Meet the Benefactor

The following is written by Halcyon Mancuso on why she created The Mancuso Scholarships...

The Massachusetts Council on the Humanities includes a definition that I really like: The Council:

define[s]  the humanities as a way of thinking about and responding to the world—as tools we use to examine and make sense of the human experience in general and our individual experiences in particular. The humanities enable us to reflect upon our lives and ask fundamental questions of value, purpose, and meaning in a rigorous and systematic way.

Universities typically arrange their academic departments into the English and humanities, and the natural (or “hard”) sciences. These are not arbitrary groupings since the “sciences” tend to use a more “scientific approach” in their inquiries and the” humanities”  tend to use a more analytical / critical approach, but even as I note this, I remain uncomfortable in trying to definitively explain the academic boundaries among these three areas; indeed, they are so inter-related and draw upon each other so often that the only case I can make for separating them as such is an administrative one.

By using the Massachusetts Council on the Humanities definition, above, we could - and should - consider virtually all academic areas of inquiry (humanities, English and humanities, natural sciences) as part of “the Humanities” since they all, at a very fundamental level, involve study and interpretation of what makes us human, how we apply such study to both our personal and public lives, and what we create through such study.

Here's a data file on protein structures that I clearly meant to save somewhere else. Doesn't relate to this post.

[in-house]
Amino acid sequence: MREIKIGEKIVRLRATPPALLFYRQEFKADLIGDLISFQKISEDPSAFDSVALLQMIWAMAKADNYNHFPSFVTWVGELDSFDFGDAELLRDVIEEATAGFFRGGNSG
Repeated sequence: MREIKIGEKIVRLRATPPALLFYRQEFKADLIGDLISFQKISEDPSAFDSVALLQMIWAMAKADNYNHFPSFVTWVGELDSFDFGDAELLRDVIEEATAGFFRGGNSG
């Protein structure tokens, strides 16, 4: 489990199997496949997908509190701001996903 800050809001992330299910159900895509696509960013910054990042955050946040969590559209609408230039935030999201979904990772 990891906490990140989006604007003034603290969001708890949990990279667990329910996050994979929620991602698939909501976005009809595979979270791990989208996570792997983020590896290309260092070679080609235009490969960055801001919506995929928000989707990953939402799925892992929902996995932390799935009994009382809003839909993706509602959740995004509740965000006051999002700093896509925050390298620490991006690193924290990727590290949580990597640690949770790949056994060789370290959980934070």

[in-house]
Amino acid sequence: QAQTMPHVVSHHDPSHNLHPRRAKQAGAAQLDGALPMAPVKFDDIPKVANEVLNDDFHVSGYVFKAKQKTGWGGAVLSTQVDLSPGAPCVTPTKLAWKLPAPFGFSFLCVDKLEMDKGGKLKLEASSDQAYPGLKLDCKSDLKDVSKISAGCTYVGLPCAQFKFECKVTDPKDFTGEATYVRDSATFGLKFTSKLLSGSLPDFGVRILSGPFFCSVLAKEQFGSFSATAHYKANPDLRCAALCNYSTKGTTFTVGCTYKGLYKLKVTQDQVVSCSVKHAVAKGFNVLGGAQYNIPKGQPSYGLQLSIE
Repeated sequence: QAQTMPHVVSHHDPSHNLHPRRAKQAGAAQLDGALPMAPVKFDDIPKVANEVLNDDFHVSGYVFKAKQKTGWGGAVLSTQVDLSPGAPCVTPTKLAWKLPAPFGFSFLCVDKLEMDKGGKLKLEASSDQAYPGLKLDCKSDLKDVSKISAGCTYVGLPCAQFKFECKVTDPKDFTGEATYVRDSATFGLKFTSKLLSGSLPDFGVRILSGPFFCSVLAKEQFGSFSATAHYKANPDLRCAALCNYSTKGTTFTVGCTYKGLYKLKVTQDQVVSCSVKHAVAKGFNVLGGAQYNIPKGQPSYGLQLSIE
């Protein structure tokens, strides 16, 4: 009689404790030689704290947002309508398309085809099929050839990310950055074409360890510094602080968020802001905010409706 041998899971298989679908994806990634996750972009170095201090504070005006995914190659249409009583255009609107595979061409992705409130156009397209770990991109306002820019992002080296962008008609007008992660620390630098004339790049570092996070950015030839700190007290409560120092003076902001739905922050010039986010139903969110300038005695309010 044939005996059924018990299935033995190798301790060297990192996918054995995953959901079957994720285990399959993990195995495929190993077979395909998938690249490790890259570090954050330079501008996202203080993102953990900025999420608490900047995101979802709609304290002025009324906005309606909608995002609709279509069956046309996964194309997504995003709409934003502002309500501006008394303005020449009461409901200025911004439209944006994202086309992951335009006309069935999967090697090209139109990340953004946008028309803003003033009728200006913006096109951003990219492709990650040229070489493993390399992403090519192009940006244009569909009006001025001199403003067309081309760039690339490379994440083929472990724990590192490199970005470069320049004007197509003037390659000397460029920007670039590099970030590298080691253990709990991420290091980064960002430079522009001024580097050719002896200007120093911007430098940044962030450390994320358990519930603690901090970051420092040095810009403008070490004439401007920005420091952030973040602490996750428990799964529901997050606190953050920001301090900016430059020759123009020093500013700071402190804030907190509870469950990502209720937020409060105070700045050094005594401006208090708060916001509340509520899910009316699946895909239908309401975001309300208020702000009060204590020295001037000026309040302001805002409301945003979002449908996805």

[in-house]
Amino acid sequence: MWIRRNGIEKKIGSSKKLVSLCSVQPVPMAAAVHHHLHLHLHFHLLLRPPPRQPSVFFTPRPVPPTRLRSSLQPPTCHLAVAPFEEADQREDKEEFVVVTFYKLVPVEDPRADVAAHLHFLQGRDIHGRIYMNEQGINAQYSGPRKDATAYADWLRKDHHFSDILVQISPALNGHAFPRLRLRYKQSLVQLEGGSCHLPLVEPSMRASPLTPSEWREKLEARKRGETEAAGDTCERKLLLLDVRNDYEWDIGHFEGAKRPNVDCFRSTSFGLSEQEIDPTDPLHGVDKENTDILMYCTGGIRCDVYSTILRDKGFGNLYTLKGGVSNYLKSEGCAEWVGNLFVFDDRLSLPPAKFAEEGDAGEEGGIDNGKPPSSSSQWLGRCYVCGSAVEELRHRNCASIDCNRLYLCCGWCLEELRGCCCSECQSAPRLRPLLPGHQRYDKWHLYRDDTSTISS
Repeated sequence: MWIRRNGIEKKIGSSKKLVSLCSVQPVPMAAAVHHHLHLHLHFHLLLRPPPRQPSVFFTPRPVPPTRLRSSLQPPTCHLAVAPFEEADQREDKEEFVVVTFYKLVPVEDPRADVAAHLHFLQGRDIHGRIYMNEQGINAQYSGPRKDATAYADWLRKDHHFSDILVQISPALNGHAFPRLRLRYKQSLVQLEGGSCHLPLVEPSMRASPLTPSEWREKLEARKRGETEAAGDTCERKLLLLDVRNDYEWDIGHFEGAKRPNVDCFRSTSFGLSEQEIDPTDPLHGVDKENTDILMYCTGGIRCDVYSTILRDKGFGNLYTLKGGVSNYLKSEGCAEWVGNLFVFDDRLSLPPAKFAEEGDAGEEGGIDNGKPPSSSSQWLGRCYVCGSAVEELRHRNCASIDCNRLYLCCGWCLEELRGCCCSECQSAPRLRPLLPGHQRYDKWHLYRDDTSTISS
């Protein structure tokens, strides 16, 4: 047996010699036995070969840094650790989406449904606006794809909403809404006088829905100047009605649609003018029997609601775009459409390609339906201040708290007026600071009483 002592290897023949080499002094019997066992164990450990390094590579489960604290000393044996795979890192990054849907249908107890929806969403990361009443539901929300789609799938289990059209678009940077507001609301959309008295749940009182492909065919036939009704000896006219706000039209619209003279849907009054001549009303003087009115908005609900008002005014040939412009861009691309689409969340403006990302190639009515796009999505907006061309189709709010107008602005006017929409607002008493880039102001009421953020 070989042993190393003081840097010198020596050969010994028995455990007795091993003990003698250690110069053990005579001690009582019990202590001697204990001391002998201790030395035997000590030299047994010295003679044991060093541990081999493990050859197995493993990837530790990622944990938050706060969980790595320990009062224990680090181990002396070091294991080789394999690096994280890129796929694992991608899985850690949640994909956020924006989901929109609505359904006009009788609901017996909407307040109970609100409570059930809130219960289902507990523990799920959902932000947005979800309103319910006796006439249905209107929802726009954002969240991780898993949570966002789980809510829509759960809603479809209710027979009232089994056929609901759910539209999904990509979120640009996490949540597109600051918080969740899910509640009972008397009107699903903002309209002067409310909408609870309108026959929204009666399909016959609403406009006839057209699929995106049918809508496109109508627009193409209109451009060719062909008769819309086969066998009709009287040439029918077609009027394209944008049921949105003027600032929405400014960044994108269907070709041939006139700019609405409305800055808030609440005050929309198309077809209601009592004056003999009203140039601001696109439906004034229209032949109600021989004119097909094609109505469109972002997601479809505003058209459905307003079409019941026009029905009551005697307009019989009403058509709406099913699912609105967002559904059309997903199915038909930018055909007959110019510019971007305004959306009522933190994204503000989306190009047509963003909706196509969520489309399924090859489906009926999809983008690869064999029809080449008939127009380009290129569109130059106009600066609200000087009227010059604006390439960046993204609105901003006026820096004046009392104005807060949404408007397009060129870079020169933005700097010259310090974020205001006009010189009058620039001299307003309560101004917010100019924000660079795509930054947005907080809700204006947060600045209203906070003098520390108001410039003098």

We, then, are the humanities - humans attempting to record our human experiences through exploration, interpretation, and assessment and then struggling, often mightily, to understand those experiences and create new meaning. "

Halcyon Mancuso

Founder of The Mancuso Scholarships

So why, then, are not all majors included in these English and humanities scholarship opportunities? It is a fair question.  

In our increasingly technological- and money-driven world, I have chosen to preference those majors that seem less supported, less encouraged by the very businesses and governments that so desperately need employees who have studied the humanities, for such students are prepared to imaginatively confront the challenges of our diverse world through reasoned and open-minded discussion about values and through appreciating the experiences and cultures of others who inhabit this planet with us. 

Employers tell us that these are the very students who tend to thrive in their companies and organizations.

And because these scholarships are not simply about funding four years of college but are really about an academic and career preparation program, I hope to demonstrate that with rigorous preparation, these students will be well positioned to enter the 21st century workforce.